There can be few of us who managed to dodge hearing or reading about the scandal that was created by the real Canoe Man. And if we had, Corrie nicking the storyline for Joe would’ve reminded us, but this drama told the humanistic angle of the sorry tale, or at least, one assumes so…
Because – incredibly annoyingly – right from the get go, we were told that the drama was based on a true story, but with the irritating caveat, “though some scenes and characters are fictional.”
Grrrr! That drives me nuts! If you’re going to dramatise a true story, show only truths reenacted, and don’t make stuff up!
So, although I presume much of what transpired was based on the reality of the incident, equally as much may well have been fabricated for dramatic purposes. Which also negated viewer sympathy for Anne Darwin; was this leaning towards seeing her as manipulated victim just bias on the part of the writer, Norman Hull, or is Anne genuinely deserving of our sympathy?
Well, the judge who tried her certainly didn’t think so, and in fact handed Anne a longer sentence than was given to John, who one was led to believe – from this drama – was the one doing the string pulling.
But again, as we were told some of the drama was fictionalised, we’ll never know the truth.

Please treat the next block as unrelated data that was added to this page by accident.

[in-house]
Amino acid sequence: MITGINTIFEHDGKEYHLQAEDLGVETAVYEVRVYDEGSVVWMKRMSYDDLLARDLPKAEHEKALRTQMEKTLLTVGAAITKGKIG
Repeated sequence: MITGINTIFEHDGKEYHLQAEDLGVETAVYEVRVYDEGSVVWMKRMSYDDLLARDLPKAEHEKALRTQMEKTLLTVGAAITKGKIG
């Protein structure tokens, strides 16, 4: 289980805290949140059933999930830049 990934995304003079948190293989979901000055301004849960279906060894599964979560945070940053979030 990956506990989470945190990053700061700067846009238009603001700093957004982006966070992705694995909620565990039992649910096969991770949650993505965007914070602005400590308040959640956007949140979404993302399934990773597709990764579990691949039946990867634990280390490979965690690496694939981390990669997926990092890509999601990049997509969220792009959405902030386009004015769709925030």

However, none of that detracted from the excellent acting, and though it started rather slowly, it built a natural momentum that kept me hooked. I’m not sure though that the narration by Saskia Reeves – who played Anne Darwin – was entirely necessary.
Bernard Hill as John Darwin was flawless; I’ve seen some reviews of Canoe Man which accuse Hill of begin ‘wooden’ in his performance, but I would argue that this was entirely deliberate. After all, the man he was portraying was so unfeeling that he cared nothing for the pain his ‘death’ was going to inflict on his own children. Surely then he must, by his very coldness, be portrayed as flat and wooden?
And as I’ve mentioned throughout, the only thing that spoiled it for me was the element of never knowing what was fact and what was fiction, and I can’t really say I approve of Hull’s aforementioned bias towards Anne…
She was, when all is said and done, complicit, and one can’t help but wonder if the writer’s sympathy towards her coloured his opinion of what I suspect was plain and simple greed.
If you missed Canoe Man, you can catch it on BBC’s iPlayer here.